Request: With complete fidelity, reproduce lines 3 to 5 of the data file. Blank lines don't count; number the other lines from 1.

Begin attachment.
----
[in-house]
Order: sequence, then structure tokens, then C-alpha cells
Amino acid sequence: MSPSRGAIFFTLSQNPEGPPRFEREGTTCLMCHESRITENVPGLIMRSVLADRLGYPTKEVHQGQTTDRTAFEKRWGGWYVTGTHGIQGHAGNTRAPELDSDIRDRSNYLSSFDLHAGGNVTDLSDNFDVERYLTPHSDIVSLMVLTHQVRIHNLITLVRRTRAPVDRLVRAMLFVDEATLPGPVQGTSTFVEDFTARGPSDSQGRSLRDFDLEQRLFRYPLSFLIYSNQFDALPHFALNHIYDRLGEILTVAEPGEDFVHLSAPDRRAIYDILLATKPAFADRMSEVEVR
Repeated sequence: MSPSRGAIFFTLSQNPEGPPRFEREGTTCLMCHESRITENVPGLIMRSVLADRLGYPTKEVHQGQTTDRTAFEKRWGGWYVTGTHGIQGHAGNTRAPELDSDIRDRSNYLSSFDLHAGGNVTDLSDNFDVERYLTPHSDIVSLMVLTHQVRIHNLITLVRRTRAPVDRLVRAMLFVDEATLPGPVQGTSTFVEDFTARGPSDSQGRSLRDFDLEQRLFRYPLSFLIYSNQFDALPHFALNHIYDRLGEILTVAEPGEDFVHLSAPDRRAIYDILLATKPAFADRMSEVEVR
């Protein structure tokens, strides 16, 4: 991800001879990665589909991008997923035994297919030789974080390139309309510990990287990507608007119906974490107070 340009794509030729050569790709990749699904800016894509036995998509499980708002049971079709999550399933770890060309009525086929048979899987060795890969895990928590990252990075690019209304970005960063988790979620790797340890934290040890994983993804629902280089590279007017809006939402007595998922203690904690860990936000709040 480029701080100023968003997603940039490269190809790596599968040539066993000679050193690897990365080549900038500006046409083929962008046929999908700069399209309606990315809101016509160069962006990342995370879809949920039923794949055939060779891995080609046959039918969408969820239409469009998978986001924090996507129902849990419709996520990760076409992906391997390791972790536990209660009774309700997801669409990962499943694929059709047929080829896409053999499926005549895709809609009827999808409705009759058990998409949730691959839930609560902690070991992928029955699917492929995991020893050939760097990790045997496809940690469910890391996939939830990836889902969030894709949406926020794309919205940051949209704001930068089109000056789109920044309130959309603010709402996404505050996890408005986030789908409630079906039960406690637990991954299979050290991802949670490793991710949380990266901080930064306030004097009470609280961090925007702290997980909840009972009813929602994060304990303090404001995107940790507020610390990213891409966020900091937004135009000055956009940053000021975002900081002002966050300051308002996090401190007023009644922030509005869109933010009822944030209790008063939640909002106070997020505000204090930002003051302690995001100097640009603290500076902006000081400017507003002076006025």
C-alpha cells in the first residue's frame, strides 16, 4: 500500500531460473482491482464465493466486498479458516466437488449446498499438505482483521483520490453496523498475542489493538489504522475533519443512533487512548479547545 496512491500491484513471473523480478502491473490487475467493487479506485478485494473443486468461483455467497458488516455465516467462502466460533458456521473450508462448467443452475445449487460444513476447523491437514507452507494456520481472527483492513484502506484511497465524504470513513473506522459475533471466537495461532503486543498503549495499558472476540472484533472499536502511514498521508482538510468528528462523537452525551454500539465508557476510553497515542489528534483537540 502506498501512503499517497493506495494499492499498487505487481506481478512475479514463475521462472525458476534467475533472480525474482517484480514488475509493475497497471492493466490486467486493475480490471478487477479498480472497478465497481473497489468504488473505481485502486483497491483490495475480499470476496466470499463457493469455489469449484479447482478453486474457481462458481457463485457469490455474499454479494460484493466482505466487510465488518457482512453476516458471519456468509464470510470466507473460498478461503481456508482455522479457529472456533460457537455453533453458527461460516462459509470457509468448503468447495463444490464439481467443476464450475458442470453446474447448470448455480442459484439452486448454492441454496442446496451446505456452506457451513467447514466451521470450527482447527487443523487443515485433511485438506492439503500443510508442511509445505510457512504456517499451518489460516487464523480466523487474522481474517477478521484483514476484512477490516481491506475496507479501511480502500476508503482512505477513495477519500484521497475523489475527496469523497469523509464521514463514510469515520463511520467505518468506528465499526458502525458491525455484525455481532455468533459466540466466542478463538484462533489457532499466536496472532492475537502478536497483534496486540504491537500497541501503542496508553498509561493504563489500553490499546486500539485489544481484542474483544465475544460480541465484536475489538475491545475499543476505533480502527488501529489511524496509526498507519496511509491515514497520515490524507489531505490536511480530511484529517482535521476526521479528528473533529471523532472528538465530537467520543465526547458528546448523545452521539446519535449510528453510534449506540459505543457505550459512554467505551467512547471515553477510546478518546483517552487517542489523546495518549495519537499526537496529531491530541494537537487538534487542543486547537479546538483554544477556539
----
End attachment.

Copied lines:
Amino acid sequence: MSPSRGAIFFTLSQNPEGPPRFEREGTTCLMCHESRITENVPGLIMRSVLADRLGYPTKEVHQGQTTDRTAFEKRWGGWYVTGTHGIQGHAGNTRAPELDSDIRDRSNYLSSFDLHAGGNVTDLSDNFDVERYLTPHSDIVSLMVLTHQVRIHNLITLVRRTRAPVDRLVRAMLFVDEATLPGPVQGTSTFVEDFTARGPSDSQGRSLRDFDLEQRLFRYPLSFLIYSNQFDALPHFALNHIYDRLGEILTVAEPGEDFVHLSAPDRRAIYDILLATKPAFADRMSEVEVR
Repeated sequence: MSPSRGAIFFTLSQNPEGPPRFEREGTTCLMCHESRITENVPGLIMRSVLADRLGYPTKEVHQGQTTDRTAFEKRWGGWYVTGTHGIQGHAGNTRAPELDSDIRDRSNYLSSFDLHAGGNVTDLSDNFDVERYLTPHSDIVSLMVLTHQVRIHNLITLVRRTRAPVDRLVRAMLFVDEATLPGPVQGTSTFVEDFTARGPSDSQGRSLRDFDLEQRLFRYPLSFLIYSNQFDALPHFALNHIYDRLGEILTVAEPGEDFVHLSAPDRRAIYDILLATKPAFADRMSEVEVR
């Protein structure tokens, strides 16, 4: 991800001879990665589909991008997923035994297919030789974080390139309309510990990287990507608007119906974490107070 340009794509030729050569790709990749699904800016894509036995998509499980708002049971079709999550399933770890060309009525086929048979899987060795890969895990928590990252990075690019209304970005960063988790979620790797340890934290040890994983993804629902280089590279007017809006939402007595998922203690904690860990936000709040 480029701080100023968003997603940039490269190809790596599968040539066993000679050193690897990365080549900038500006046409083929962008046929999908700069399209309606990315809101016509160069962006990342995370879809949920039923794949055939060779891995080609046959039918969408969820239409469009998978986001924090996507129902849990419709996520990760076409992906391997390791972790536990209660009774309700997801669409990962499943694929059709047929080829896409053999499926005549895709809609009827999808409705009759058990998409949730691959839930609560902690070991992928029955699917492929995991020893050939760097990790045997496809940690469910890391996939939830990836889902969030894709949406926020794309919205940051949209704001930068089109000056789109920044309130959309603010709402996404505050996890408005986030789908409630079906039960406690637990991954299979050290991802949670490793991710949380990266901080930064306030004097009470609280961090925007702290997980909840009972009813929602994060304990303090404001995107940790507020610390990213891409966020900091937004135009000055956009940053000021975002900081002002966050300051308002996090401190007023009644922030509005869109933010009822944030209790008063939640909002106070997020505000204090930002003051302690995001100097640009603290500076902006000081400017507003002076006025």